Oil rises on Libya conflict, supply concerns
U.S. crude oil price rose on Monday as a Western coalition airforce struck Libya and unrest in several Middle East countries caused concerns about crude supply safety, Xinhua reported.
Libya was the world's 15th largest oil exporter, but now its previous output of 1.6 million barrels per day has fallen sharply down. The markets expected the air attack starting from March 19 would damage oil infrastructure further and extend oil supply shortage.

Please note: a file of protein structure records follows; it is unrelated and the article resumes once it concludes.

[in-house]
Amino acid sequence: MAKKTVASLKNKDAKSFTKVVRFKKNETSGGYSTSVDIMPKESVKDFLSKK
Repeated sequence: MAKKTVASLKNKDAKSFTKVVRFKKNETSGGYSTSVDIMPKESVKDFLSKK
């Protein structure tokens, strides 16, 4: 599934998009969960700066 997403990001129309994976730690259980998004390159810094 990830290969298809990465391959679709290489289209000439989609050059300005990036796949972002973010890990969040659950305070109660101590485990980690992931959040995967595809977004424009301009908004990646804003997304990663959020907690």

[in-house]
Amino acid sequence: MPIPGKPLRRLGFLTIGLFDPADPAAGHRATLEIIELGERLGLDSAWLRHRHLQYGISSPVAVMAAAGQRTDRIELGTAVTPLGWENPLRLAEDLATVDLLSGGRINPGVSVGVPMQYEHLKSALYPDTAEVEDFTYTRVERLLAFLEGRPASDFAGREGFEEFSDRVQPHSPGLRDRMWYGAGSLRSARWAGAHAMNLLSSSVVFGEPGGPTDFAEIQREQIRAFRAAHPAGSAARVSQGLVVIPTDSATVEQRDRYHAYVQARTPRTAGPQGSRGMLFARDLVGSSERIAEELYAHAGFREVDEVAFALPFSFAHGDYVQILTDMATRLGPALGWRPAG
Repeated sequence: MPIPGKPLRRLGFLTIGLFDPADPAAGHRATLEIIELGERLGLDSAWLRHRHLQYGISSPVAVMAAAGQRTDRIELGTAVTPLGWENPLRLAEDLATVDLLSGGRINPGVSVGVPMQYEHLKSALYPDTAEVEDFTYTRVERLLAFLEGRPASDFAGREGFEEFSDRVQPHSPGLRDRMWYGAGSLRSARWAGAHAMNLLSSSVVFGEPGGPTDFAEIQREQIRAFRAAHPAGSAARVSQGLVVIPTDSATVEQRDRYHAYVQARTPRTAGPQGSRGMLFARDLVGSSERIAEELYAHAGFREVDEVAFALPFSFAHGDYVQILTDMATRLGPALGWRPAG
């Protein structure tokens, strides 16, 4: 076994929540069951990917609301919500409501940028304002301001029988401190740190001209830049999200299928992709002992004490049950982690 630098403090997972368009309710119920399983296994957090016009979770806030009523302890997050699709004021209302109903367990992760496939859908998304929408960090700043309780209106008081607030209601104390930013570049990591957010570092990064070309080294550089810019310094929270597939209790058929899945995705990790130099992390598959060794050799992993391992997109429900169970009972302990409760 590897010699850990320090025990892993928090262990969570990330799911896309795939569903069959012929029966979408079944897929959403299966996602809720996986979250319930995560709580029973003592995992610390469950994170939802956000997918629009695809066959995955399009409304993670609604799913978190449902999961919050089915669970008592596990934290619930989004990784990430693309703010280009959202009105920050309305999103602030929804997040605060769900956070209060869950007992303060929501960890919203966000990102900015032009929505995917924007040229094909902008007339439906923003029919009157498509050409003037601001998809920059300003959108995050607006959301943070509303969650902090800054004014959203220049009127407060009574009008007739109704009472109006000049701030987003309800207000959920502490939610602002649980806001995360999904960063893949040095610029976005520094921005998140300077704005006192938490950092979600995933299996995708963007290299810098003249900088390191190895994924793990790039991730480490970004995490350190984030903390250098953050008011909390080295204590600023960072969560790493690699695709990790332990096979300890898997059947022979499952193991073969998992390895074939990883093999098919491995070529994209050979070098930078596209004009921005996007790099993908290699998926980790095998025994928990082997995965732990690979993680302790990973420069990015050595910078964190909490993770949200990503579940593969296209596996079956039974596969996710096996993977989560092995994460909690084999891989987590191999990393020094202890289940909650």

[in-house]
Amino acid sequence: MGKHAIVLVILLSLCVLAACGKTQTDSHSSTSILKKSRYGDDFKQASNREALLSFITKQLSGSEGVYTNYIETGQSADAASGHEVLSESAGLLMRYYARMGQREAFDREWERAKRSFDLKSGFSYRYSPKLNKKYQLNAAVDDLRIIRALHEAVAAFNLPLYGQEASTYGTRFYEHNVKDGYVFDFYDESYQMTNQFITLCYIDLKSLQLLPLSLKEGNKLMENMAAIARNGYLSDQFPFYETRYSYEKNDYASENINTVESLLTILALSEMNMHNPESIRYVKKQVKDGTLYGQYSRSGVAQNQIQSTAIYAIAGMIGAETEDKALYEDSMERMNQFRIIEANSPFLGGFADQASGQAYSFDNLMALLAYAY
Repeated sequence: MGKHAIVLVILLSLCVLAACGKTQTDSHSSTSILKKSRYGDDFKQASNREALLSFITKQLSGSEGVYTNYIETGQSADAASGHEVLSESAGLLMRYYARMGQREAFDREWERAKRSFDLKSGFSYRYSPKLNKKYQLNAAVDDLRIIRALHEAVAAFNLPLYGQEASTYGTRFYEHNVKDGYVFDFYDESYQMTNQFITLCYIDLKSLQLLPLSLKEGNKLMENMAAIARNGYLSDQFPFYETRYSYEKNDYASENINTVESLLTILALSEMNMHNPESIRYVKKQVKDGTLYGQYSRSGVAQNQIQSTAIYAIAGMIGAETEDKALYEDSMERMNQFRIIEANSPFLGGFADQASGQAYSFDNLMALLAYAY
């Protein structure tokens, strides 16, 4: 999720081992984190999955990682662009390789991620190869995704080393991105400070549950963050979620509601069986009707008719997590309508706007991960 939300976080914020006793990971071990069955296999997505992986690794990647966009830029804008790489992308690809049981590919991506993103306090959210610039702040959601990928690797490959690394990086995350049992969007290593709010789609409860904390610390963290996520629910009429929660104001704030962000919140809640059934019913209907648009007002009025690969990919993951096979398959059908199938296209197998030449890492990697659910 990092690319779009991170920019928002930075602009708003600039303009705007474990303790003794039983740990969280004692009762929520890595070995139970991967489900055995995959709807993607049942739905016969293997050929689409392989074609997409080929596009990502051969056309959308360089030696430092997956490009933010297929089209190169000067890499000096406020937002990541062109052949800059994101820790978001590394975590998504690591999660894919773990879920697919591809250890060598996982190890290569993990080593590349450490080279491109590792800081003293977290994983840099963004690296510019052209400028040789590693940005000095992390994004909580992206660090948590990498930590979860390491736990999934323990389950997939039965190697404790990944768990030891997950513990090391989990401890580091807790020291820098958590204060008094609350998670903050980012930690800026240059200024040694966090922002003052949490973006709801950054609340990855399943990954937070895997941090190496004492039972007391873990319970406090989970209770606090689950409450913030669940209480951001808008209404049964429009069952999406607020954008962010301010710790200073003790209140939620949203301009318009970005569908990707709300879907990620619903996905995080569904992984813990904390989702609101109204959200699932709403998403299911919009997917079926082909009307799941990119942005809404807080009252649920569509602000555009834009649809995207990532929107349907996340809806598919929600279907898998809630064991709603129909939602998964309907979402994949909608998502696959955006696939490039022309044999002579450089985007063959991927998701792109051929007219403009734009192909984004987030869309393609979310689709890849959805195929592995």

Meanwhile, unrest continued in the Middle East over the weekend, including in Syria, Yemen and Bahrain. Tension also increased between Bahrain and Iran. Uncertainty across the region reinforced concerns about potential threats to oil supply, which pushed oil prices higher.
But worries about oil demand in Japan's quake-hit economy helped pull oil prices back from early peaks.
Light, sweet crude for April delivery gained 1.26 dollars to settle at 102.33 dollars a barrel on the New York Mercantile Exchange. In London, Brent crude for May delivery also rose and last traded near 115 dollars a barrel.